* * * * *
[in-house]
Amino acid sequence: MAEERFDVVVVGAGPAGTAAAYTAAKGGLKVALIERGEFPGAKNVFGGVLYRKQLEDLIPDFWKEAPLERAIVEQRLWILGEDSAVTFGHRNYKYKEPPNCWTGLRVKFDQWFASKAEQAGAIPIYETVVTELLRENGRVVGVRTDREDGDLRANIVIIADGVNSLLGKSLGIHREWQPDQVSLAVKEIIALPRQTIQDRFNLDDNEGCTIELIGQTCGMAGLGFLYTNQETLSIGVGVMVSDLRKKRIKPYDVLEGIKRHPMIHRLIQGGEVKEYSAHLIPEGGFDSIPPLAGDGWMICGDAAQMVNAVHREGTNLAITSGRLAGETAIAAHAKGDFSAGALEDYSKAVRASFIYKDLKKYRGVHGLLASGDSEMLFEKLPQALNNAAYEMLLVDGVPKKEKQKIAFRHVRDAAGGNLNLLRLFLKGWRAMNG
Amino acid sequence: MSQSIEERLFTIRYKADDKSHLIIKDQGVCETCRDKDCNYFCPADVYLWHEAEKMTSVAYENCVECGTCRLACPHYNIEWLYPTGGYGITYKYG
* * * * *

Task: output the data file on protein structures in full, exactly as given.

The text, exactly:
[in-house]
Amino acid sequence: MAEERFDVVVVGAGPAGTAAAYTAAKGGLKVALIERGEFPGAKNVFGGVLYRKQLEDLIPDFWKEAPLERAIVEQRLWILGEDSAVTFGHRNYKYKEPPNCWTGLRVKFDQWFASKAEQAGAIPIYETVVTELLRENGRVVGVRTDREDGDLRANIVIIADGVNSLLGKSLGIHREWQPDQVSLAVKEIIALPRQTIQDRFNLDDNEGCTIELIGQTCGMAGLGFLYTNQETLSIGVGVMVSDLRKKRIKPYDVLEGIKRHPMIHRLIQGGEVKEYSAHLIPEGGFDSIPPLAGDGWMICGDAAQMVNAVHREGTNLAITSGRLAGETAIAAHAKGDFSAGALEDYSKAVRASFIYKDLKKYRGVHGLLASGDSEMLFEKLPQALNNAAYEMLLVDGVPKKEKQKIAFRHVRDAAGGNLNLLRLFLKGWRAMNG
Amino acid sequence: MSQSIEERLFTIRYKADDKSHLIIKDQGVCETCRDKDCNYFCPADVYLWHEAEKMTSVAYENCVECGTCRLACPHYNIEWLYPTGGYGITYKYG